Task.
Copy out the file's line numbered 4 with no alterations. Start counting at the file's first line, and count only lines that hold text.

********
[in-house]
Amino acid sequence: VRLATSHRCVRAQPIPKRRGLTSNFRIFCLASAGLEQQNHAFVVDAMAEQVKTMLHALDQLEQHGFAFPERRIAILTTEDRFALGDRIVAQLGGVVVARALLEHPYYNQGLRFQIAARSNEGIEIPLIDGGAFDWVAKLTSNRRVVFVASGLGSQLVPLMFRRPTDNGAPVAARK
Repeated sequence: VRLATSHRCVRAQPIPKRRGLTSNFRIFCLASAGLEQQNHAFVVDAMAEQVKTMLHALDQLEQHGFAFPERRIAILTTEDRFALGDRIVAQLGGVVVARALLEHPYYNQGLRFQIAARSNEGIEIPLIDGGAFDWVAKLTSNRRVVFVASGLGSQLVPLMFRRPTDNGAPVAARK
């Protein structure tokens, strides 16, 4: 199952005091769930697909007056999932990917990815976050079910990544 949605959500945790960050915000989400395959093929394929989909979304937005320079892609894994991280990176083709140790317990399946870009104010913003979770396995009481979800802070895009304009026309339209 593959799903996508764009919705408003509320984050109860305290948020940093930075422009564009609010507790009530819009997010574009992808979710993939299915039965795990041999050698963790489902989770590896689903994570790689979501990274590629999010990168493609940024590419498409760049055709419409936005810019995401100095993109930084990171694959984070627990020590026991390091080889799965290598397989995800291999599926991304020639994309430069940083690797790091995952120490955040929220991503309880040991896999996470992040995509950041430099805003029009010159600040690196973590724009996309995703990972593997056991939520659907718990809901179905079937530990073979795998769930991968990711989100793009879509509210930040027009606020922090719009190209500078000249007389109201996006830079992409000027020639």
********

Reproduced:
């Protein structure tokens, strides 16, 4: 199952005091769930697909007056999932990917990815976050079910990544 949605959500945790960050915000989400395959093929394929989909979304937005320079892609894994991280990176083709140790317990399946870009104010913003979770396995009481979800802070895009304009026309339209 593959799903996508764009919705408003509320984050109860305290948020940093930075422009564009609010507790009530819009997010574009992808979710993939299915039965795990041999050698963790489902989770590896689903994570790689979501990274590629999010990168493609940024590419498409760049055709419409936005810019995401100095993109930084990171694959984070627990020590026991390091080889799965290598397989995800291999599926991304020639994309430069940083690797790091995952120490955040929220991503309880040991896999996470992040995509950041430099805003029009010159600040690196973590724009996309995703990972593997056991939520659907718990809901179905079937530990073979795998769930991968990711989100793009879509509210930040027009606020922090719009190209500078000249007389109201996006830079992409000027020639």